I guess you haven't heard of NokiaLand before? The naming NokiaLand has to do with the worlds biggest handset manufacturer Nokia and Finland, the country it comes from.
Nokia has not always been a world leader in cell phones, digital technologies, telecommunications networks, wireless data solutions and high tech gadgets like the Nokia 770 Internet Tablet. Some 100 years ago the company was manufacturing paper, toilet paper, galoshes, tires and raincoats.
Thanks to Nokia Finland has become one of the fastest-growing and most prosperous economies in Europe. And Nokia phones have a dominant market position on its home market. This is why Finland is sometimes referred to as NokiaLand.
In the 1980s Finland was best known for its paper and pulp industries and long dark winters. At the same time Nokia made the decision to shift its company focus from timber, tires, and rubber boots to mobile phones. Good move - today the company sells more phones than any other company in the world.
The Nokia success story had an enormous impact on the finnish economy. Nokia increased the finnish GDP by more than 1.5 percent in 1999 alone. In 2004 Nokia's share of the Finnish GDP was 3.5 percent and accounted for almost a quarter of Finnish exports in 2003. More than 20,000 people are employed by Nokia in Finland which is roughly 2 percent of the people in the Finnish business sector. Also several tiny companies such as Perlos have grown into large ones as Nokia subcontractors.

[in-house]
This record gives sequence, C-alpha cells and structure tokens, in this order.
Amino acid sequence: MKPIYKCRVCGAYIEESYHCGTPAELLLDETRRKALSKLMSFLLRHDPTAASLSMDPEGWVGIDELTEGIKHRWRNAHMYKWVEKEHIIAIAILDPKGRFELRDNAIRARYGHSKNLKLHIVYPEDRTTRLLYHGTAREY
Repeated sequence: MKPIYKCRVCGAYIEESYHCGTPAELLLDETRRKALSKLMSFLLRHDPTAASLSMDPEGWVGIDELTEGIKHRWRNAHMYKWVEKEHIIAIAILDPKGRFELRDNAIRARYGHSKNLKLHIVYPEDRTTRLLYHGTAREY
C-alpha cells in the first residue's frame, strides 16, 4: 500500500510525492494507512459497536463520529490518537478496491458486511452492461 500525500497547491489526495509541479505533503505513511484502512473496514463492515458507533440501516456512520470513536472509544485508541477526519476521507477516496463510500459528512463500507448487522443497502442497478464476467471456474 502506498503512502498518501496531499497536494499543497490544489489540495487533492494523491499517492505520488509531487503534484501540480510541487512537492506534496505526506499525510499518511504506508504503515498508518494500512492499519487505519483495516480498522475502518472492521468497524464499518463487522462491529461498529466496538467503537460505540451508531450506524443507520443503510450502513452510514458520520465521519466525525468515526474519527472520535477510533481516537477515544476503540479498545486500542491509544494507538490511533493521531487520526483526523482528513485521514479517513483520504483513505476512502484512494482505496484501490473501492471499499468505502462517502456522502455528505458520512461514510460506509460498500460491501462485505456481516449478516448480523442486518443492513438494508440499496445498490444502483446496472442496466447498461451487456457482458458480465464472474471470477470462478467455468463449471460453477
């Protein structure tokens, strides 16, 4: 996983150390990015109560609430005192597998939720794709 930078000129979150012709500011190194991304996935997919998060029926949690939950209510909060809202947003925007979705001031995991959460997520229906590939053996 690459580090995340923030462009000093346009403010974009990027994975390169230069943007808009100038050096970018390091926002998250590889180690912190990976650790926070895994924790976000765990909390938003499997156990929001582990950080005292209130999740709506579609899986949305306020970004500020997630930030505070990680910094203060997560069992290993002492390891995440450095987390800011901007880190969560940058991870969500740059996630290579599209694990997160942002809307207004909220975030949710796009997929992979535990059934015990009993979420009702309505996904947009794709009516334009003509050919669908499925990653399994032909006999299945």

As Nokia's profits grew, the Nokia share price increased and this also created a large number of new very rich households in NokiaLand - thanks to Nokia.
Believe it or not there was a secret plan some 5 years ago in NokiaLand to put Jorma Ollila, CEO of Nokia as president of Finland. This did not work out, but if it had we surely would have had our NokiaLand. The story was revealed when Sauli Niinist published his memoirs this summer. He writes that he had asked Jorma Ollila, the chief executive of Nokia, to run for president in the 2000 presidential election. According to Mr Niinist, Mr Ollila pondered over the matter when Niinistö made him the offer in the spring of 1999. As we all know Mr Ollila didn't go for it!